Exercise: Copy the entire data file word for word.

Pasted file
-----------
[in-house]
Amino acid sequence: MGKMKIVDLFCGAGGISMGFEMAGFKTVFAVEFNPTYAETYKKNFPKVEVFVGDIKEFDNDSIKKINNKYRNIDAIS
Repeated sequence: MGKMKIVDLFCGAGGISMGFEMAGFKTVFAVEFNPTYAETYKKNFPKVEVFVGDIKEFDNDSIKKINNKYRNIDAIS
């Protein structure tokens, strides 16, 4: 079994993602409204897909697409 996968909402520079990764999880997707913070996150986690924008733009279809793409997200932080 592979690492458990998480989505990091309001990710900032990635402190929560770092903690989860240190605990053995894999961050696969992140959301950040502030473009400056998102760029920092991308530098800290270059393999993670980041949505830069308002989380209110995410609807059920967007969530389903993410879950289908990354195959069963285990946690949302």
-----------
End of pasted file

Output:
[in-house]
Amino acid sequence: MGKMKIVDLFCGAGGISMGFEMAGFKTVFAVEFNPTYAETYKKNFPKVEVFVGDIKEFDNDSIKKINNKYRNIDAIS
Repeated sequence: MGKMKIVDLFCGAGGISMGFEMAGFKTVFAVEFNPTYAETYKKNFPKVEVFVGDIKEFDNDSIKKINNKYRNIDAIS
């Protein structure tokens, strides 16, 4: 079994993602409204897909697409 996968909402520079990764999880997707913070996150986690924008733009279809793409997200932080 592979690492458990998480989505990091309001990710900032990635402190929560770092903690989860240190605990053995894999961050696969992140959301950040502030473009400056998102760029920092991308530098800290270059393999993670980041949505830069308002989380209110995410609807059920967007969530389903993410879950289908990354195959069963285990946690949302």